From: Mike Nordell (email@example.com)
Date: Thu May 11 2000 - 10:42:37 CDT
A couple of questions that surfaced.
Though I haven't seen it in AbiWord coding recommendations, I presume we
try to keep it within 80 columns? If so, we might as well add it to the
coding recommendations document.
To the same doc we possibly want add:
Try to live by the LORD principle ("Locality Of Reference
Documentation"). The further away the doc is the less probable it is that
someone reads it. I.e. if you add a method that by its name isn't
obvious what it does, you might want to add some extra info in the
header file. If you feel it needs even more explanation, please forward
that explanation to the implementation files comment.
I for one found some calls confusing, not knowing whether a parameter was
an [in], [out], or [in, out] parameter (expressed in RPC terminlogy, but
you get the gist). In some places, like the well used mapXYToPosition()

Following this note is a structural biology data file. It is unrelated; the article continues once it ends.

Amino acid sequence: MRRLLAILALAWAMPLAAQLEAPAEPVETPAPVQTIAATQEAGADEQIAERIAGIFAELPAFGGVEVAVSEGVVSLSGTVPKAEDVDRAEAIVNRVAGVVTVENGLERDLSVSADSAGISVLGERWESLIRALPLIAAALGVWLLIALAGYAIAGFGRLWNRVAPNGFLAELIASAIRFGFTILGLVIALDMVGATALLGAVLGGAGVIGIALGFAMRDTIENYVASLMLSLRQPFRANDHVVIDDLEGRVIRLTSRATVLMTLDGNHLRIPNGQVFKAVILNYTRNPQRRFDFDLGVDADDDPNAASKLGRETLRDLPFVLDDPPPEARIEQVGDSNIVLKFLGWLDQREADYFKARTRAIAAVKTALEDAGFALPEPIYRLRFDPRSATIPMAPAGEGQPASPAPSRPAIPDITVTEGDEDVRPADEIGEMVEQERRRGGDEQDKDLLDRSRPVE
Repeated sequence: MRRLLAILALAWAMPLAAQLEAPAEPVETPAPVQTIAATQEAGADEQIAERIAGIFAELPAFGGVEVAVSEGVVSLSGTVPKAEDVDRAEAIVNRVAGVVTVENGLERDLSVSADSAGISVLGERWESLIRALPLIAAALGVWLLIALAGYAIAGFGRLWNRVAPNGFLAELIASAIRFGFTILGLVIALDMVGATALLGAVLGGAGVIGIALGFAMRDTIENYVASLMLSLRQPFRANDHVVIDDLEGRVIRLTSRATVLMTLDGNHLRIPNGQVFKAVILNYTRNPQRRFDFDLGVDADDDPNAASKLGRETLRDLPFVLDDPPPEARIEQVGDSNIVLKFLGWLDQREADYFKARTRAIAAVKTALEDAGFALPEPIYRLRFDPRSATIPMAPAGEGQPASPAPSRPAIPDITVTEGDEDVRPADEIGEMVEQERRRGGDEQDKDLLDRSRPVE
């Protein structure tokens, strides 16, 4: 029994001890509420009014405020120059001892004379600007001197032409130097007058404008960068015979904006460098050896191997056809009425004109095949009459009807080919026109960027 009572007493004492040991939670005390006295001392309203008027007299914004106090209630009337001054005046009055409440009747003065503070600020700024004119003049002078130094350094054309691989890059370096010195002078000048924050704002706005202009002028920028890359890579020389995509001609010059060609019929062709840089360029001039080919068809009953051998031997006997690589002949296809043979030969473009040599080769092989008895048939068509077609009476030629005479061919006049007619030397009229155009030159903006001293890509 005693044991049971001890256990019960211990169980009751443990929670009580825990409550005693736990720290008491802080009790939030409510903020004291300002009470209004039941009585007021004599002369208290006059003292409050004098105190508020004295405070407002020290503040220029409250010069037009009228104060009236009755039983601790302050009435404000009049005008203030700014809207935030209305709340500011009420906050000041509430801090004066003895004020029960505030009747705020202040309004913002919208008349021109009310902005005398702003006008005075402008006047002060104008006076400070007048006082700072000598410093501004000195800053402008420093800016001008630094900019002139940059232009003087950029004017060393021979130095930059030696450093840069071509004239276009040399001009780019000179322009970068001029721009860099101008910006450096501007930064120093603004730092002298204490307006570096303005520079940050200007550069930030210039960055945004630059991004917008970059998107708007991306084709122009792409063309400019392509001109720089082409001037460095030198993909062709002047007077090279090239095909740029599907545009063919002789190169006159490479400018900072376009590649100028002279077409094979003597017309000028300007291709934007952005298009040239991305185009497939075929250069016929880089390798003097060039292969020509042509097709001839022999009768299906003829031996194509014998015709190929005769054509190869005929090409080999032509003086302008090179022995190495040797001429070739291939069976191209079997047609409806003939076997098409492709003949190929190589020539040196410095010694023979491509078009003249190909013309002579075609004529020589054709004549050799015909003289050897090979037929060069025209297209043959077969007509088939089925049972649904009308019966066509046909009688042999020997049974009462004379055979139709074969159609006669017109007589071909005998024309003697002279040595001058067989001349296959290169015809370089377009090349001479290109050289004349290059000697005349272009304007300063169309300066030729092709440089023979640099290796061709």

method, I've also come to think "this method should really _return_ a
value (read lightweight class) rather than taking a bunch of "[out]"
arguments the way we used in the "good ol' C days".
If no one have anything against this I'd like to make some changes along
This is actually a problem with C++ vs. C. In C you _had_ to make it a
pointer to make it an [out] parameter, but int C++ you can make that
parameter a (non-const) reference and to the caller it just looks like a
normal parameter". By just browsing the code you never know if a
parameter gets changed or not. This is IMO bad. But, one could easily
turn this into a struct/class that gets returned to the caller. If anyone
is concerned about the performance penalty of copying this data back,
there's something called "Return Value Optimization" (RVO) that takes
care of this (it gets "allocated" by the caller and passed as a hidden
parameter to the callee, the same as what happens today in the mentioned
/Mike - please reply to AbiWord-dev only
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